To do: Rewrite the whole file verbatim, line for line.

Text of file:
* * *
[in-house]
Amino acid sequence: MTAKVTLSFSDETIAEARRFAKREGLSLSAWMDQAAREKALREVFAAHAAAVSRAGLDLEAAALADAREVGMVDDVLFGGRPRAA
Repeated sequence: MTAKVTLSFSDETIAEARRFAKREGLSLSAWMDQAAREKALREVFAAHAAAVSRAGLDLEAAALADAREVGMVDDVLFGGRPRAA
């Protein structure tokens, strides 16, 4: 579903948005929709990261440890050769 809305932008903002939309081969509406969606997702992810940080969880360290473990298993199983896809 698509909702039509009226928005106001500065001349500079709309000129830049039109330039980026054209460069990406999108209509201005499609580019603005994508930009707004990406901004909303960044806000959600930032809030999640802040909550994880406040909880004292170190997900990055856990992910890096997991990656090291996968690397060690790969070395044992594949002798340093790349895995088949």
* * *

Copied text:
[in-house]
Amino acid sequence: MTAKVTLSFSDETIAEARRFAKREGLSLSAWMDQAAREKALREVFAAHAAAVSRAGLDLEAAALADAREVGMVDDVLFGGRPRAA
Repeated sequence: MTAKVTLSFSDETIAEARRFAKREGLSLSAWMDQAAREKALREVFAAHAAAVSRAGLDLEAAALADAREVGMVDDVLFGGRPRAA
């Protein structure tokens, strides 16, 4: 579903948005929709990261440890050769 809305932008903002939309081969509406969606997702992810940080969880360290473990298993199983896809 698509909702039509009226928005106001500065001349500079709309000129830049039109330039980026054209460069990406999108209509201005499609580019603005994508930009707004990406901004909303960044806000959600930032809030999640802040909550994880406040909880004292170190997900990055856990992910890096997991990656090291996968690397060690790969070395044992594949002798340093790349895995088949």